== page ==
3) Upwork As We Know It - In this Upwork, clients from anywhere could hire contractors from anywhere, but only at rates that make sense to contractors everywhere. Put in another way, this means that clients cannot use the "cost of living is lower in your part of the world" excuse. 

 

Do you guys think Upwork could manage this?  


 Probably too complicated. Just in Europe, the standard of living is completely different depending on the country, for example Switzerland's compared to Portugal's. I'm sure it's the same in Asia and on the other continents.

I've never considered answering an offer made from a client in certain countries, unless I'm moved by curiosity, because I know they won't be able to afford a decent rate.


@Luce N wrote:

@Reinier B wrote:

What if Upwork could be broken up into several entities,to wit;

 

1.) Upwork North America/Europe - here US clients could hire US contractors at rates that make sense to contractors who are based in the US and Europe.

2) Upwork Asia - In this Upwork, clients from all over the world (including Asia) could hire contractors from Asia at rates that make sense only to contractors who are based in Asia. Africa could maybe be lumped into this Upwork. 

3) Upwork As We Know It - In this Upwork, clients from anywhere could hire contractors from anywhere, but only at rates that make sense to contractors everywhere. Put in another way, this means that clients cannot use the "cost of living is lower in your part of the world" excuse. 

 

Do you guys think Upwork could manage this?  


 Probably too complicated. Just in Europe, the standard of living is completely different depending on the country, for example Switzerland's compared to Portugal's. I'm sure it's the same in Asia and on the other continents.

I've never considered answering an offer made from a client in certain countries, unless I'm moved by curiosity, because I know they won't be able to afford a decent rate.


 You are right about this scheme being too complicated, but it was not meant to be taken seriously.

 

Exhange rates play a big role in the debate about what many contractors consider to be reasonable rates but speaking strictly for myself, I'm more than happy to take advantage of the (un)favorable rate of exhange between my currency and the US dollar.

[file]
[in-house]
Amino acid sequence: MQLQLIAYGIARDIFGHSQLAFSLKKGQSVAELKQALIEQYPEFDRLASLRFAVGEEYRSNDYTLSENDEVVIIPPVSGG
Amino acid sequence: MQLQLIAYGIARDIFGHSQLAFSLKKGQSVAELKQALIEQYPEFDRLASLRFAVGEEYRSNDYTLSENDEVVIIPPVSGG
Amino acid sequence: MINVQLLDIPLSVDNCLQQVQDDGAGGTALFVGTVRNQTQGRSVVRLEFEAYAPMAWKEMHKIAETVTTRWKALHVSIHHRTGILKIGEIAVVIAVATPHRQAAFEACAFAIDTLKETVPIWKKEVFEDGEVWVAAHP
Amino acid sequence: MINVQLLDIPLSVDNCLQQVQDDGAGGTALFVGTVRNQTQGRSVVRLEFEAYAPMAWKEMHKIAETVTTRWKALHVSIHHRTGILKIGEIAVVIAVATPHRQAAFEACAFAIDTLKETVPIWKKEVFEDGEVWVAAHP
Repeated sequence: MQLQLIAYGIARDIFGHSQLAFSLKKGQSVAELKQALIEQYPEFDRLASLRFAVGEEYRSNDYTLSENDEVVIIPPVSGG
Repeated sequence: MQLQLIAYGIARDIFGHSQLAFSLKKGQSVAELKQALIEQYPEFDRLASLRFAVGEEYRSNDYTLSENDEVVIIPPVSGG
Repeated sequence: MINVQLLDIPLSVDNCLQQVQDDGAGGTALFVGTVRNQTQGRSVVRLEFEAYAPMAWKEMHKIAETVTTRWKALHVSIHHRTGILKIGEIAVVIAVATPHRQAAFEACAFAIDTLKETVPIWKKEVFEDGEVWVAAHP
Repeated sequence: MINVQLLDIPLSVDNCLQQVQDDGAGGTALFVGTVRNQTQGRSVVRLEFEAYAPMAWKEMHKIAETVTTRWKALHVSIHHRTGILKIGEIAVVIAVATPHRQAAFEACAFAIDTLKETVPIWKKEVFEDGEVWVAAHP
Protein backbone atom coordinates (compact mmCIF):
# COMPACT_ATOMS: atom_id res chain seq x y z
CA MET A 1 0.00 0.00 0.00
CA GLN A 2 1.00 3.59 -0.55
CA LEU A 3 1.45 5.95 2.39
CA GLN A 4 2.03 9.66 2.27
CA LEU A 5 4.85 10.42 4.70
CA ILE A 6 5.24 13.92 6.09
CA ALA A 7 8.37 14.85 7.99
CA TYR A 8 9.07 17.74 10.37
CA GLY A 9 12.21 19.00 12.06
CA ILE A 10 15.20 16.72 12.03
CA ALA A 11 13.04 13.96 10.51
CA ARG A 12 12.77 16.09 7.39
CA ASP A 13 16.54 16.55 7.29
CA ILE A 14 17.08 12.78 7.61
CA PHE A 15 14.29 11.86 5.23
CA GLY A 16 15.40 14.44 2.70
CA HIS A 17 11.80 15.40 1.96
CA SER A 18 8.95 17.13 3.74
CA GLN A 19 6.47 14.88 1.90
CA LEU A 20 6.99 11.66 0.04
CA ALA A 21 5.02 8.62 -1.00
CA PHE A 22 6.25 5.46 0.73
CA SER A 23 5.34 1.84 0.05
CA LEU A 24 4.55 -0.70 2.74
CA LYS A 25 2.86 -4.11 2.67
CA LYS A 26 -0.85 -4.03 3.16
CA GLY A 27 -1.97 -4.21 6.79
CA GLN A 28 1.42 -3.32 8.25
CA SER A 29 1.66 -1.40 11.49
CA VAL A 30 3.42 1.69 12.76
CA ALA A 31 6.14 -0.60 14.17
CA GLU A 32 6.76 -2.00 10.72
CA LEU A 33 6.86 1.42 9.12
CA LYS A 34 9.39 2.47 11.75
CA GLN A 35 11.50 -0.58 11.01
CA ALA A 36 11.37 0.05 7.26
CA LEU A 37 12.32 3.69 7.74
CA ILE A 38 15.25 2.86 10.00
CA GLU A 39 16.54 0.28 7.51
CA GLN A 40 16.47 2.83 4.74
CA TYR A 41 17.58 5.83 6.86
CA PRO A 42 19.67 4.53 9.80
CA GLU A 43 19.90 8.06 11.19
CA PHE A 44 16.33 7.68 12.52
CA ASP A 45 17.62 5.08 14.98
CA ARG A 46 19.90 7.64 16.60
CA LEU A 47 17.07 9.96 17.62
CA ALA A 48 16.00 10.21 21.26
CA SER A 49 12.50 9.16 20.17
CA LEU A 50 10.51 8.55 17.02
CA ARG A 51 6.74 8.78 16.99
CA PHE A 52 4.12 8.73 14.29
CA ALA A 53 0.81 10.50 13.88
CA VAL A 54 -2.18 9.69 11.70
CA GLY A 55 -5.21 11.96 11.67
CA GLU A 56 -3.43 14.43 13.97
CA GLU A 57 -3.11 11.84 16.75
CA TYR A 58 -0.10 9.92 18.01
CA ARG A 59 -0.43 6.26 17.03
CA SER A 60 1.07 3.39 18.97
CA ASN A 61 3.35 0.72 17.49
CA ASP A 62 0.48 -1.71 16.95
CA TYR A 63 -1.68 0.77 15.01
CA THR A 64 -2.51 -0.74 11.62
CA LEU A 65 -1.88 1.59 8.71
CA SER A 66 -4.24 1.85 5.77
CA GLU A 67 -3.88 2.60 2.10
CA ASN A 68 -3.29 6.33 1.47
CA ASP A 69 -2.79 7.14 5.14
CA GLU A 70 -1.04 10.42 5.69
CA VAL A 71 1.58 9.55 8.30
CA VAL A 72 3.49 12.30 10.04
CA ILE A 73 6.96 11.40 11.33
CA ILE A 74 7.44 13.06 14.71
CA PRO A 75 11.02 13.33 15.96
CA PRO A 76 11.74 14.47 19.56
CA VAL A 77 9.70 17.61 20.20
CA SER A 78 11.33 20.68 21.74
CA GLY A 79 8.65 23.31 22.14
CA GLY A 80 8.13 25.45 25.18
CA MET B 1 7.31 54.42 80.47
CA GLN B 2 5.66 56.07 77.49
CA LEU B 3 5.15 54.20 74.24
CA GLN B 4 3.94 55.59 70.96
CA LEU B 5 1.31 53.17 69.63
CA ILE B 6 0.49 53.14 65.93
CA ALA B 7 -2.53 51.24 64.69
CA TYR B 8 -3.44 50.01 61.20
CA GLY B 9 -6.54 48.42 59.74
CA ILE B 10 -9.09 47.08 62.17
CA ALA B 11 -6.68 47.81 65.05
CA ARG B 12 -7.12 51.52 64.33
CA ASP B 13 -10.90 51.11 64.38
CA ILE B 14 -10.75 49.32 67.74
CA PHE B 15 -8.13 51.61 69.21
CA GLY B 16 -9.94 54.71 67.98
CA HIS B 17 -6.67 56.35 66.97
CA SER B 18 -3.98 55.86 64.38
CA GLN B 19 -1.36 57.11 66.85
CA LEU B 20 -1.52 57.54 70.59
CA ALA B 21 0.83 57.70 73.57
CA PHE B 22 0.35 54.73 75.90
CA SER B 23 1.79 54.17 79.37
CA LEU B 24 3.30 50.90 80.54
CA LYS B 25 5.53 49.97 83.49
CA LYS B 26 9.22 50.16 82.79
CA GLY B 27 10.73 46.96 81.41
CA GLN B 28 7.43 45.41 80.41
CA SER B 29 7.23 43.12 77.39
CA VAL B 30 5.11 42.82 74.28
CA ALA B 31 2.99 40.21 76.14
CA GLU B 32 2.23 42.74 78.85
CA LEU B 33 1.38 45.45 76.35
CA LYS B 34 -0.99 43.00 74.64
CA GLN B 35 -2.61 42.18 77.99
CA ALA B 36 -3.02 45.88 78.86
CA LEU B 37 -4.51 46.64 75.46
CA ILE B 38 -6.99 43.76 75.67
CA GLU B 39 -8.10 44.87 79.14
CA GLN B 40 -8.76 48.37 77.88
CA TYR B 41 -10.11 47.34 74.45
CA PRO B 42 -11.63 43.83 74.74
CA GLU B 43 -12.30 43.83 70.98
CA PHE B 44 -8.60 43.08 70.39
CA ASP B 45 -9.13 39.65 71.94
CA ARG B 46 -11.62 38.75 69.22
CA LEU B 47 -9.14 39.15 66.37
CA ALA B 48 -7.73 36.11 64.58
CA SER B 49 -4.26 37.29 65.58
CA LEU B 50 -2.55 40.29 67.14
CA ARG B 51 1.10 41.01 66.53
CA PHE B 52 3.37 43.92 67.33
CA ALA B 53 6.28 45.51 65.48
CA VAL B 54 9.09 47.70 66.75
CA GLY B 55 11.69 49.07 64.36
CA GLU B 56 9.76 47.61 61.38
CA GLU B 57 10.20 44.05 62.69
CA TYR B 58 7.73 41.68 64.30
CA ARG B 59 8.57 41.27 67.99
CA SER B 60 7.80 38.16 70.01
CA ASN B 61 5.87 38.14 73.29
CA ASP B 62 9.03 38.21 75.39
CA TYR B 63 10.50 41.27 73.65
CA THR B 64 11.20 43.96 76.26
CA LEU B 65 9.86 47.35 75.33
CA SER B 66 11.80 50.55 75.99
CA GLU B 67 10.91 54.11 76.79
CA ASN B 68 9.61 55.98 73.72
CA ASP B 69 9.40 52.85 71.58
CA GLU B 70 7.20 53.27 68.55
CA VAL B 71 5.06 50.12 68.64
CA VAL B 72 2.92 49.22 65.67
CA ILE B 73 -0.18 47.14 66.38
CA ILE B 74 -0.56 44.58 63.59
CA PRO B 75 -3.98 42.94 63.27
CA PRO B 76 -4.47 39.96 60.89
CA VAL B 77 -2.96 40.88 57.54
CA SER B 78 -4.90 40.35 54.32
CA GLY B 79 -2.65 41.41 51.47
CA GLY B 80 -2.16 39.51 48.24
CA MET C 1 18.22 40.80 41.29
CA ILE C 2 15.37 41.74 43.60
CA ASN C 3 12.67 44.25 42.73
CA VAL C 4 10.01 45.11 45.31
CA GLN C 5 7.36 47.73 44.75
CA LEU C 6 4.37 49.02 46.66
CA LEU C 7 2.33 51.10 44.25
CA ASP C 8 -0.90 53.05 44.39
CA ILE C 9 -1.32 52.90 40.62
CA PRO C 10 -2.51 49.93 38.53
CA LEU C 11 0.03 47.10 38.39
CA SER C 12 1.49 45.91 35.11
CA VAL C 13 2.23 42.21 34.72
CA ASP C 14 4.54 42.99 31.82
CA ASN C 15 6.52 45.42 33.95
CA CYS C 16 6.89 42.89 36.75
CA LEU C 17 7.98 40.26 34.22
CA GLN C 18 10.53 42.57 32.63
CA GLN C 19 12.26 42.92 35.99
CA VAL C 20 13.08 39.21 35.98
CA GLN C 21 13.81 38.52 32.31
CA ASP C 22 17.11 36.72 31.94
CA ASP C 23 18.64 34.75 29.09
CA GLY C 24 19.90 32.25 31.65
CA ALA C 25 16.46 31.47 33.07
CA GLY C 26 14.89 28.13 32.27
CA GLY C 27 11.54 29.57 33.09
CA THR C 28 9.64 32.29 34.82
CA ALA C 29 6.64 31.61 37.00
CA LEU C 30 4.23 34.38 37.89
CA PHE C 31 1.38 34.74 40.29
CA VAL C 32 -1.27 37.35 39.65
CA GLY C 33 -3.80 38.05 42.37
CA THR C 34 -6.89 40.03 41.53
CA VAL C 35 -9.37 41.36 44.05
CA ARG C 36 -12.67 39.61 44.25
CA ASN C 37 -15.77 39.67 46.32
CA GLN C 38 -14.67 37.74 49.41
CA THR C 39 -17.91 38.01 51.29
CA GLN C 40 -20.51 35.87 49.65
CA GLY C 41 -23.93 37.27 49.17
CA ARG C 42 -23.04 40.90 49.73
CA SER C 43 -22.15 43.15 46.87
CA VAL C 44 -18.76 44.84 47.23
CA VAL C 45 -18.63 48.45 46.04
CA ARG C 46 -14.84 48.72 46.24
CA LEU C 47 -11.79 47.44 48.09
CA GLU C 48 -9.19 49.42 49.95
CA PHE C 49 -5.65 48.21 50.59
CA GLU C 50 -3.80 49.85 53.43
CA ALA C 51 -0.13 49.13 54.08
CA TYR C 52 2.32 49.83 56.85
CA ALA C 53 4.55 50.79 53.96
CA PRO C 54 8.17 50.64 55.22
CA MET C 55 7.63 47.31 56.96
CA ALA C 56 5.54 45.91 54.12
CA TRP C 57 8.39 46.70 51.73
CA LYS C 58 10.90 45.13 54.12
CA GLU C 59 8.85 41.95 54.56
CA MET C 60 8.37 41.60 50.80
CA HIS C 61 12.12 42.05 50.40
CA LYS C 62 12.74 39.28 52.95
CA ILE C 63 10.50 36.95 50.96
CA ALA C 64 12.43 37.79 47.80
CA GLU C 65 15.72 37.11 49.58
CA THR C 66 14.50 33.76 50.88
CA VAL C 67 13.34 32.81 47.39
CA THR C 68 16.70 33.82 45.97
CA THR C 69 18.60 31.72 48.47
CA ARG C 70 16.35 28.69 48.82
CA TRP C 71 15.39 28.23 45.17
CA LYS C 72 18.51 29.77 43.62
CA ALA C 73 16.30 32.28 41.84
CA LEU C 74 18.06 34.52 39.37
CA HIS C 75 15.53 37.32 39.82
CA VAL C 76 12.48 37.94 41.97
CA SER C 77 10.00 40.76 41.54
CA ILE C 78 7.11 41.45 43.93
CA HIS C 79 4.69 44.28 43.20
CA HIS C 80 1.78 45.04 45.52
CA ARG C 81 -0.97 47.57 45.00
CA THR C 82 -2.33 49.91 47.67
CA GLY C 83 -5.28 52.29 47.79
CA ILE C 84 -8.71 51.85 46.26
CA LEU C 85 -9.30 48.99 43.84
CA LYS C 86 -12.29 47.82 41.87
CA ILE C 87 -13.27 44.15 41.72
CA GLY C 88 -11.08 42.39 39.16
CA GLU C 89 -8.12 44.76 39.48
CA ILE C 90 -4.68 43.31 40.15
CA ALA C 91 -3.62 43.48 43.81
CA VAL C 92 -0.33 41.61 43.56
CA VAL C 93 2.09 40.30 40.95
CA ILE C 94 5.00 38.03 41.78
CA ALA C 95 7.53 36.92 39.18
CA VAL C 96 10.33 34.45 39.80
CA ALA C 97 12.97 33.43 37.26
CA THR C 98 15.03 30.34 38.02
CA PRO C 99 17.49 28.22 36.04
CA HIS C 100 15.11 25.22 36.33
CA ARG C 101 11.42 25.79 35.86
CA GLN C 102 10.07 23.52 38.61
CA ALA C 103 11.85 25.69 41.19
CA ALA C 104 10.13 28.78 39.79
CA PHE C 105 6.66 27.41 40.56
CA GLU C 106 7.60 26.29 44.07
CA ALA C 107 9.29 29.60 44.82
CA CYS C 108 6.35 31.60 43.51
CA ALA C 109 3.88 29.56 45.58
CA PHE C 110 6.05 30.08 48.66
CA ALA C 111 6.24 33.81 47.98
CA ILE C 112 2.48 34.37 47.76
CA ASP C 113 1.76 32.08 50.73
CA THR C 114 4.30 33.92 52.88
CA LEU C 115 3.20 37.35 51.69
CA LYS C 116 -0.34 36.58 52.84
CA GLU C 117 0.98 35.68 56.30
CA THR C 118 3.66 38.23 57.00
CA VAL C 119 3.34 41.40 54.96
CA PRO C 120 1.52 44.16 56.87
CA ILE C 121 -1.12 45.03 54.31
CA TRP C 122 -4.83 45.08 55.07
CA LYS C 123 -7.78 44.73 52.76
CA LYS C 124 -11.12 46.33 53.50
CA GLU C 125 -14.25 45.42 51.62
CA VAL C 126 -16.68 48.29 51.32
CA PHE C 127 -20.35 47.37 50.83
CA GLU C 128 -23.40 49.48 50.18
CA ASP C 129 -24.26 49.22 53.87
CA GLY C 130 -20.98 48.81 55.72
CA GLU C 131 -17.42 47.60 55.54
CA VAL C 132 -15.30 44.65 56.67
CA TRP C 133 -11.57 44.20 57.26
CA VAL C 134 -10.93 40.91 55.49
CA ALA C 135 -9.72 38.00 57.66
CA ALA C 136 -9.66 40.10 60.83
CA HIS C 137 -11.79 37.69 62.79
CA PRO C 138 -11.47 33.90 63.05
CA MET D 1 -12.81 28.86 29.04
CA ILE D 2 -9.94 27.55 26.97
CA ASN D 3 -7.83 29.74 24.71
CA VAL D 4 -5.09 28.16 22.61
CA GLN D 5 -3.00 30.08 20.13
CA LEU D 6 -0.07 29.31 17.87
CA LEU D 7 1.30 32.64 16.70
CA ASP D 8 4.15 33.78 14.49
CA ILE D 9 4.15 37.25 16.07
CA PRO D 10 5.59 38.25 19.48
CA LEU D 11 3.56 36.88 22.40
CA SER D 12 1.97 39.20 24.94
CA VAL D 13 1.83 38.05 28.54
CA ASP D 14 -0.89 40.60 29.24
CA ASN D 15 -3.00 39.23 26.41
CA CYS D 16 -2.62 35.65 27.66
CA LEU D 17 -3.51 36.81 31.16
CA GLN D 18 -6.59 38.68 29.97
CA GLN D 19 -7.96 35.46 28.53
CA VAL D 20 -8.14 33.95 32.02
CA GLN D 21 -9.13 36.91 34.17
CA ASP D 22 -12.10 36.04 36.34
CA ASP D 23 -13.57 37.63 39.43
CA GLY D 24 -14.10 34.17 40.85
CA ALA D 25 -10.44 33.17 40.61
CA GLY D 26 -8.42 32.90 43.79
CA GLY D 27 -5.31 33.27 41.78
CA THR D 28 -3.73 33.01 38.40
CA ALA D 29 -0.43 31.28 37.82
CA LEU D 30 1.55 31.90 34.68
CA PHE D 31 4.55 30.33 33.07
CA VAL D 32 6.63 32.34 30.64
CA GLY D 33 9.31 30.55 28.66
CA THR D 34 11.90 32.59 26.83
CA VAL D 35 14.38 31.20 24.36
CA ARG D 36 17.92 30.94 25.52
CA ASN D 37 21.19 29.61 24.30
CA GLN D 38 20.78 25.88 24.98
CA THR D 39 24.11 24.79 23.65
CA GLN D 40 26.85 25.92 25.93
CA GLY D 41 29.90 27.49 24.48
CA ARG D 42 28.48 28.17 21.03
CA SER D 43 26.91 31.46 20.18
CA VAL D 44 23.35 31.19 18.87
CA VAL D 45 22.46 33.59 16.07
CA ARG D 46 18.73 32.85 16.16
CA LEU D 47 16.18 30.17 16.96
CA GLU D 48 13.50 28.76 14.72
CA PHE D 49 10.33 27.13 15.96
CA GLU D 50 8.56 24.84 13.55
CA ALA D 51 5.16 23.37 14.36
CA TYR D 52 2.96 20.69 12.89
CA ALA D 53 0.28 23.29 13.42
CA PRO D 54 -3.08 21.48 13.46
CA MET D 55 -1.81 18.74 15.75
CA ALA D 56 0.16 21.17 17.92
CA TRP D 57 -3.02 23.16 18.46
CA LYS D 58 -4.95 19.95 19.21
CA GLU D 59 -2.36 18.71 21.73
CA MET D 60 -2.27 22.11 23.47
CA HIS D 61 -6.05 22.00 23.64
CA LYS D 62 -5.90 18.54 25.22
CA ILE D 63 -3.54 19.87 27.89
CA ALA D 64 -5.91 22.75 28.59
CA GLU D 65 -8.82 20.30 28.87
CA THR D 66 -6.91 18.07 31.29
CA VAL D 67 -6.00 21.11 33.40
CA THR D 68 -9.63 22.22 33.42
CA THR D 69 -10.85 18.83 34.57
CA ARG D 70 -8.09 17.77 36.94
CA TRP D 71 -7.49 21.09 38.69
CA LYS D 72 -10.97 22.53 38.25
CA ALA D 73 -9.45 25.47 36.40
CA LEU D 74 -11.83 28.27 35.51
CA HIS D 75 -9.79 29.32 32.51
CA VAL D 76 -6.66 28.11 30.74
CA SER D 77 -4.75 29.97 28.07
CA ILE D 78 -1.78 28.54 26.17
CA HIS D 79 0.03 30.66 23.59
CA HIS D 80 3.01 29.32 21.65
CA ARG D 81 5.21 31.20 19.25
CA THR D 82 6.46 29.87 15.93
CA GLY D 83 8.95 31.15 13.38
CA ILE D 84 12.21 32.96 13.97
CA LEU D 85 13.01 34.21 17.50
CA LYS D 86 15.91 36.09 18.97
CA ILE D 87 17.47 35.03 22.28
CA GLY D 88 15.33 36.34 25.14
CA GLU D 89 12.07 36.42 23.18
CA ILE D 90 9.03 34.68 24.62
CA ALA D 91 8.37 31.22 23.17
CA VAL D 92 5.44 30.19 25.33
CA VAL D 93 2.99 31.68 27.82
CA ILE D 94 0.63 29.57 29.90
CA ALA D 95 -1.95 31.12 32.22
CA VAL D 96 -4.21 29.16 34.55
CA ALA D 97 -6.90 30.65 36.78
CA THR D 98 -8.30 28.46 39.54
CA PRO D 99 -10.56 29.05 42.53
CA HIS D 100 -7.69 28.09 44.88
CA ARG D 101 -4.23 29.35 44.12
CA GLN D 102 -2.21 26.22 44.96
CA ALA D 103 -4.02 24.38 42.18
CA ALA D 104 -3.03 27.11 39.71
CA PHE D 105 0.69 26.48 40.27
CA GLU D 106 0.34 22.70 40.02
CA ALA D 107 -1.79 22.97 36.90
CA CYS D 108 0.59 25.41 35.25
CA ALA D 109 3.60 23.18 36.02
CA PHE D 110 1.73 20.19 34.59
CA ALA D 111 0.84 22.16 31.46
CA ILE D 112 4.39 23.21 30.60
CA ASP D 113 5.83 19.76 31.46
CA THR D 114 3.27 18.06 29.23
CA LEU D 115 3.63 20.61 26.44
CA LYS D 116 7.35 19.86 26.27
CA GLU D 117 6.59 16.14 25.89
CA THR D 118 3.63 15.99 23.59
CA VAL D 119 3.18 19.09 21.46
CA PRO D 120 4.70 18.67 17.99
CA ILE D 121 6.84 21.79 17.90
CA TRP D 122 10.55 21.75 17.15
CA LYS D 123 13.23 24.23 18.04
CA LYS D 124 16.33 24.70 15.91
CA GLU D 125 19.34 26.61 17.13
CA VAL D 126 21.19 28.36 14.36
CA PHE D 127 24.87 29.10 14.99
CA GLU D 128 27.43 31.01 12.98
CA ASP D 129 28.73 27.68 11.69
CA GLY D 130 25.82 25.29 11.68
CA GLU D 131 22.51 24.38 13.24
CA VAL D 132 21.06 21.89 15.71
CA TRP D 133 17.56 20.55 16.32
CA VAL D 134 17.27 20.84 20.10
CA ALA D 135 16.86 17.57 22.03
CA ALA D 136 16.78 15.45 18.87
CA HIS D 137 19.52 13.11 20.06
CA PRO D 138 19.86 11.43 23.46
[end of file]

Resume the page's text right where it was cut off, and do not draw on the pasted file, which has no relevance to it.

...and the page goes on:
@Reinier B wrote:



 You are right about this scheme being too complicated, but it was not meant to be taken seriously.

 

 

 

 Well, it still is an interesting concept.


Reinier,  surely you jest.  Woman Frustrated  ๐Ÿ˜‰


@Wendy C wrote:

Reinier,  surely you jest.  Woman Frustrated  ๐Ÿ˜‰


About what? Exchange rates, or breaking Upwork up into regional entities? Smiley Wink

Reinier, I was referring to the odds of any of the entities working should Upwork segment as you mentioned.


@Wendy C wrote:

Reinier, I was referring to the odds of any of the entities working should Upwork segment as you mentioned.


 Wendy, yes, I was joking. It was perhaps not a very good joke, but I never thought that anyone would see it as an interesting concept.  


@Anthony H wrote:

There are reasons there are minimum wage laws and Upwork's policy of allowing wages as low as $3 per hour is actually pretty disgraceful.


 $ 3 an hour is actually many times the minimum wage in a hell of a lot of countries. So you think it is "disgraceful" to allow people to feed their families by working online for many times more than they could ever hope to earn in their local economy, when such jobs don't affect you either way?

 


@Petra R wrote:

@Anthony H wrote:

There are reasons there are minimum wage laws and Upwork's policy of allowing wages as low as $3 per hour is actually pretty disgraceful.


 $ 3 an hour is actually many times the minimum wage in a hell of a lot of countries. So you think it is "disgraceful" to allow people to feed their families by working online for many times more than they could ever hope to earn in their local economy, when such jobs don't affect you either way?

 


 Petra, I'm not so sure that getting a $3 dollars an hour job once in a while allows many people to feed their families. This could just be a myth. Did you read the information about minimum wage in Hong-Kong in the beginning of this thread? I can tell you that having minimum wage in France sucks, people can only survive on minimal wage because the rest of the citizens (taxes) pays for the state to help them survive. In my opinion, paying someone minimum wage when that person deserves more and you  could afford to pay more is unethical. The excuse that it is the minimum wage is a bad excuse.